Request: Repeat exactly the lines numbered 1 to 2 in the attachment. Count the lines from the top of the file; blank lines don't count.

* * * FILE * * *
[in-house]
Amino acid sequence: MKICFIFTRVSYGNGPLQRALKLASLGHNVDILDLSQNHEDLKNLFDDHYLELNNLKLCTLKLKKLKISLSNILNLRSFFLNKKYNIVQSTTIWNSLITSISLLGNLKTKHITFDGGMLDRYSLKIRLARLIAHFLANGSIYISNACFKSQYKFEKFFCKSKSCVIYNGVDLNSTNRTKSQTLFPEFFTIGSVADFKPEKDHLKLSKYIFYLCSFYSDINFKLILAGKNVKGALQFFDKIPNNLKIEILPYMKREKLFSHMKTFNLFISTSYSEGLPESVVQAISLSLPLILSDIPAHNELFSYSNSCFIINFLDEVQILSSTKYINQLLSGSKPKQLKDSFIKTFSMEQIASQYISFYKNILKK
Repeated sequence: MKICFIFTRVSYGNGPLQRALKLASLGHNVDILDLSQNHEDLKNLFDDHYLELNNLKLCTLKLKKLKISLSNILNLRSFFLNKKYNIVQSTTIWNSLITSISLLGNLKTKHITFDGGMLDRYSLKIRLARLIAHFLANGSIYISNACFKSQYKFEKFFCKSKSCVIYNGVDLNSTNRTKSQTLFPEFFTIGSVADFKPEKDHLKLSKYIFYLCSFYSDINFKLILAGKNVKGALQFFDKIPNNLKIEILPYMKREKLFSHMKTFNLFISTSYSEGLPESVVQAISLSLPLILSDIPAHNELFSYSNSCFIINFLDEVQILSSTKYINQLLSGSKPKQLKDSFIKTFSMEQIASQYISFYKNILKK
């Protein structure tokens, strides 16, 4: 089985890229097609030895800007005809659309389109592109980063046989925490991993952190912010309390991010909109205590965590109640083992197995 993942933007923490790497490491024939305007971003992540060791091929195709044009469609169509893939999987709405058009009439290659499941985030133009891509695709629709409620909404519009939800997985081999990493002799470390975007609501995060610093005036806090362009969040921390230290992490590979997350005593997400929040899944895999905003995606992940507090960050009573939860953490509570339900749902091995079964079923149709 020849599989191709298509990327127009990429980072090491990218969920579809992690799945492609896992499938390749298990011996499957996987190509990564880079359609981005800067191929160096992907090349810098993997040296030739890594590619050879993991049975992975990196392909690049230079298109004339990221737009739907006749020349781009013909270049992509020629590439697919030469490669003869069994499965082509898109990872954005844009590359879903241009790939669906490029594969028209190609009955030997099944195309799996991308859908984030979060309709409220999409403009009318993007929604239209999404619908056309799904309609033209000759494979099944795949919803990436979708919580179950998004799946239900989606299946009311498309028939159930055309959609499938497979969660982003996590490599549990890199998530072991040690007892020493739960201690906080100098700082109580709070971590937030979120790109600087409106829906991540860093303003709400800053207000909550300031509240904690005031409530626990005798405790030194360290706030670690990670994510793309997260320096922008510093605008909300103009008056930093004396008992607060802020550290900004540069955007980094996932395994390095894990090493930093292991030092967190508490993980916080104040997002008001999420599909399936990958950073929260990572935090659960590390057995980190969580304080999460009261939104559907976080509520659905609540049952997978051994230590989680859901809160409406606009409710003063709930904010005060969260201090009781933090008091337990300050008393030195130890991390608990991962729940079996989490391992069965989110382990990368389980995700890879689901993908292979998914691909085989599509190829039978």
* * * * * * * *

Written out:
[in-house]
Amino acid sequence: MKICFIFTRVSYGNGPLQRALKLASLGHNVDILDLSQNHEDLKNLFDDHYLELNNLKLCTLKLKKLKISLSNILNLRSFFLNKKYNIVQSTTIWNSLITSISLLGNLKTKHITFDGGMLDRYSLKIRLARLIAHFLANGSIYISNACFKSQYKFEKFFCKSKSCVIYNGVDLNSTNRTKSQTLFPEFFTIGSVADFKPEKDHLKLSKYIFYLCSFYSDINFKLILAGKNVKGALQFFDKIPNNLKIEILPYMKREKLFSHMKTFNLFISTSYSEGLPESVVQAISLSLPLILSDIPAHNELFSYSNSCFIINFLDEVQILSSTKYINQLLSGSKPKQLKDSFIKTFSMEQIASQYISFYKNILKK